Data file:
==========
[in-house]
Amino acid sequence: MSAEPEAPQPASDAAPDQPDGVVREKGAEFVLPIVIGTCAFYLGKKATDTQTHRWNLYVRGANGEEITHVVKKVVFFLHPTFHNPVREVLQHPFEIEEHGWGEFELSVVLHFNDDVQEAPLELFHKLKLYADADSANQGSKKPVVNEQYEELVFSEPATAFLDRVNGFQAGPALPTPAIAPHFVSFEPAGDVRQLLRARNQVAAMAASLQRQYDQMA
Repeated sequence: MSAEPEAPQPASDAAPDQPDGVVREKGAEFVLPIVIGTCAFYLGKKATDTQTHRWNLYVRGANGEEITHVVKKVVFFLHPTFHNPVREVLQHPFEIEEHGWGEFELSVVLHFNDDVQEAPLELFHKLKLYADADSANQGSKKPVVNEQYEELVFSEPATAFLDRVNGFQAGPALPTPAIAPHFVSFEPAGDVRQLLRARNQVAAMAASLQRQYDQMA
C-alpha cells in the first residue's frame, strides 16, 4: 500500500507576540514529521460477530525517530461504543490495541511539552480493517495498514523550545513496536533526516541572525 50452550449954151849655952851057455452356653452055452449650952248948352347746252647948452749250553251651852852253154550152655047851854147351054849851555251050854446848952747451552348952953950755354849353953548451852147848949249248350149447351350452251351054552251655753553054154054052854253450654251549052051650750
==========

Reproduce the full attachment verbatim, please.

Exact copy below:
[in-house]
Amino acid sequence: MSAEPEAPQPASDAAPDQPDGVVREKGAEFVLPIVIGTCAFYLGKKATDTQTHRWNLYVRGANGEEITHVVKKVVFFLHPTFHNPVREVLQHPFEIEEHGWGEFELSVVLHFNDDVQEAPLELFHKLKLYADADSANQGSKKPVVNEQYEELVFSEPATAFLDRVNGFQAGPALPTPAIAPHFVSFEPAGDVRQLLRARNQVAAMAASLQRQYDQMA
Repeated sequence: MSAEPEAPQPASDAAPDQPDGVVREKGAEFVLPIVIGTCAFYLGKKATDTQTHRWNLYVRGANGEEITHVVKKVVFFLHPTFHNPVREVLQHPFEIEEHGWGEFELSVVLHFNDDVQEAPLELFHKLKLYADADSANQGSKKPVVNEQYEELVFSEPATAFLDRVNGFQAGPALPTPAIAPHFVSFEPAGDVRQLLRARNQVAAMAASLQRQYDQMA
C-alpha cells in the first residue's frame, strides 16, 4: 500500500507576540514529521460477530525517530461504543490495541511539552480493517495498514523550545513496536533526516541572525 50452550449954151849655952851057455452356653452055452449650952248948352347746252647948452749250553251651852852253154550152655047851854147351054849851555251050854446848952747451552348952953950755354849353953548451852147848949249248350149447351350452251351054552251655753553054154054052854253450654251549052051650750